While going back into the EU might not be that straightforward for an independent Scotland, rejoining the single market and re-establishing frictionless trade and free movement of people with the bloc would be simpler.

That said, Brexit might prove to be akin to a poison pill in this regard, having introduced major complications that were not there before. Such complications would of course disappear if the UK were to rejoin the single market but there seems precious little prospect of that in the foreseeable future.

One of the answers provided by Mr Yousaf on investment was very similar to a suggestion put forward by leading global fund manager James Anderson in an interview with The Herald back in 2022.

This is the idea of a multi-billion-pound fund for investment in key sectors of the future for Scotland.

Mr Anderson, who co-managed Scottish Mortgage Investment Trust and retired from Edinburgh funds house Baillie Gifford in 2022, last year took up another full-time post in the sector, in a link-up with Italy’s Agnelli industrial dynasty.

He is a managing partner of Lingotto, an investment management group owned by Exor, the diversified holding company controlled by the Agnelli family.

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Mr Anderson’s comments about a major investment fund for Scotland were made at a time of much lower interest rates (although Mr Yousaf has talked about using oil revenues to finance such a project, as well as borrowing if needed).

And the fund manager’s comments were not made in the context of independence, although Mr Anderson noted that what he was proposing would be “a difficult thing to do in the current state of devolution”.

Mr Anderson told The Herald in the spring of 2022: “I would be an advocate of [Scotland] borrowing £10bn at 1% [per annum interest] or whatever.”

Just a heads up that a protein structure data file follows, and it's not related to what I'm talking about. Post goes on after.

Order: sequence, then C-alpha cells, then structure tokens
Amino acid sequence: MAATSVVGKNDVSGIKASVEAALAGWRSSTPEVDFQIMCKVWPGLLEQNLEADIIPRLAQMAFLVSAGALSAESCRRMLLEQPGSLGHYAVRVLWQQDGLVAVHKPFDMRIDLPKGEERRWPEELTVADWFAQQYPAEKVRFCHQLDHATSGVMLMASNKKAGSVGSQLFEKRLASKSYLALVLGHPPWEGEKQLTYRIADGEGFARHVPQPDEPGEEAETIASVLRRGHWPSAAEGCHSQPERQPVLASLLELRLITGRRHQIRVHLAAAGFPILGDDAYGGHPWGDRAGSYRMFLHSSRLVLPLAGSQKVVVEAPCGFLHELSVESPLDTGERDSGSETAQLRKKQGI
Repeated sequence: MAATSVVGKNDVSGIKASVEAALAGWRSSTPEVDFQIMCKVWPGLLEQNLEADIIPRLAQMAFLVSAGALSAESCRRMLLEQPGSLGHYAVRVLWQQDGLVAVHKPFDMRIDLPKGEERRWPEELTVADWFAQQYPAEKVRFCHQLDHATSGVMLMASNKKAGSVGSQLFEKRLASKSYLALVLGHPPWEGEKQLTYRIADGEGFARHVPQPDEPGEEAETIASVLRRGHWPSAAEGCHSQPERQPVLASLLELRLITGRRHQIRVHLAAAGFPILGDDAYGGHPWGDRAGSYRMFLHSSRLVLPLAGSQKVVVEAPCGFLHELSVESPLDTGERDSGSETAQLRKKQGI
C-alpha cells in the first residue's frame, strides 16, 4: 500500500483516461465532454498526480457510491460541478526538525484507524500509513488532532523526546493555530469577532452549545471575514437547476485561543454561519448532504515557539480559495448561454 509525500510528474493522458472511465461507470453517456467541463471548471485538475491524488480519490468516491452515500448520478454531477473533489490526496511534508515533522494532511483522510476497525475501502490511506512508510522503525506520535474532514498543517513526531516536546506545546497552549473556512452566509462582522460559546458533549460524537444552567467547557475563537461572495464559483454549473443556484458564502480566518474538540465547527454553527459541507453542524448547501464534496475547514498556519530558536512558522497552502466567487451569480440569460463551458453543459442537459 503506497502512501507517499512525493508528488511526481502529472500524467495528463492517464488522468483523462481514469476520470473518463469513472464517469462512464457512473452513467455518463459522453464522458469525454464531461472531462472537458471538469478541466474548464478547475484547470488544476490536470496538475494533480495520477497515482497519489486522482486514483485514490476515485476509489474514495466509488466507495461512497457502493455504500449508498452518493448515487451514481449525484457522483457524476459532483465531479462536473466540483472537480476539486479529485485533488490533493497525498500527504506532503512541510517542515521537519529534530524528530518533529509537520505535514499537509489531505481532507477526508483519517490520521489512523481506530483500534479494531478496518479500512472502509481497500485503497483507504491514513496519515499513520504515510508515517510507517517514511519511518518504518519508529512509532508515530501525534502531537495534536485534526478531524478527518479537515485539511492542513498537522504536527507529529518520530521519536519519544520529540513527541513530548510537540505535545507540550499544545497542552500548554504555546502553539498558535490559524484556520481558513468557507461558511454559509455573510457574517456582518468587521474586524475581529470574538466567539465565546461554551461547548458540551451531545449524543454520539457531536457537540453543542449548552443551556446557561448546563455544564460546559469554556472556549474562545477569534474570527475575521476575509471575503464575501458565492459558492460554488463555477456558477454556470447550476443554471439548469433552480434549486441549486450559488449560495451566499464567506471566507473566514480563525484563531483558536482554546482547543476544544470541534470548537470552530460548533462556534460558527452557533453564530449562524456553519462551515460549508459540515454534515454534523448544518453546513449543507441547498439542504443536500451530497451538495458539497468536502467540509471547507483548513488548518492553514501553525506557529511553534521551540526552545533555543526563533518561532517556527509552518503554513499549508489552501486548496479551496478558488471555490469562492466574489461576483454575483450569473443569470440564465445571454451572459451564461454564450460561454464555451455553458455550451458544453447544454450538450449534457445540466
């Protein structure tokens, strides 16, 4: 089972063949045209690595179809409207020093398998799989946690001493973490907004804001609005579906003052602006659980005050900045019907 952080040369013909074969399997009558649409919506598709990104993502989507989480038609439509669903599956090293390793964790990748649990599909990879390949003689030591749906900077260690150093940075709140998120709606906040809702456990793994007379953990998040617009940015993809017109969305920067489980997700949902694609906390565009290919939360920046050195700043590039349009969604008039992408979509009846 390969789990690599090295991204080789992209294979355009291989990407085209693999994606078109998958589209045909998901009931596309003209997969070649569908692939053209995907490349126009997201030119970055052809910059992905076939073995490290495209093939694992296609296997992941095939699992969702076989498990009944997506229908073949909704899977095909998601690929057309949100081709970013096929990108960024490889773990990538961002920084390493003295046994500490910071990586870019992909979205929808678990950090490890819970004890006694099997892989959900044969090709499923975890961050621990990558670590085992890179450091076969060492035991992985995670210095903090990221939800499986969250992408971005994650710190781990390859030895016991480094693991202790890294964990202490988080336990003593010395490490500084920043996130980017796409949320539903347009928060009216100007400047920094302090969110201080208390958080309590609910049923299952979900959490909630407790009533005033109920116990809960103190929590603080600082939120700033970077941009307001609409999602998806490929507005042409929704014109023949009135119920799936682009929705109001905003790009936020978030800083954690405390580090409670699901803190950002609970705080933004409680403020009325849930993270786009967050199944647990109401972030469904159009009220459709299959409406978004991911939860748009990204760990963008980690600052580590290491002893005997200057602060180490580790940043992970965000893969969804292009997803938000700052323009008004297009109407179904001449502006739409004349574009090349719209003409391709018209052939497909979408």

Highlighting a need to take a long-term view of such investment, Mr Anderson added: “Look at it at the end of 10 years to see if that had worked. That would be something that would have a reasonable chance of success - £10 billion geared up to £20 billion with private finance backing it.”

In his speech on Monday, Mr Yousaf put his proposal for a major fund in the context of the Resolution Foundation’s finding that, in the 40 years to 2022, total fixed investment in the UK was the lowest among the Group of Seven leading industrialised nations.

The First Minister said: “To kick-start investment in newly independent Scotland, we would set up a special fund.

“Our initial estimate is that we would use the fund to undertake capital spending of up to £20 billion over the first decade of independence. It would be financed through oil revenues and if needed borrowing.”

He added: “Scottish Government modelling has demonstrated that investment spending leads to an increase in GDP (gross domestic product), long-term productive capacity and provides a sustained boost to the economy.”

Like Mr Anderson, Mr Yousaf flagged renewable energy as one of the industries of the future that could benefit from large-scale investment.

Whatever view people take on independence, there was plenty of food for thought in Mr Yousaf’s speech on the economy.

It clearly did not have all the answers and was on the optimistic side.

However, there was a fair amount of economic substance in there along with the politics, and also some laudable aims from a societal perspective, albeit there would be significant challenges in achieving them.

Whatever people’s view on the constitution, they should recognise such substance is something that has been sadly lacking in what has emanated from the ruling Conservatives.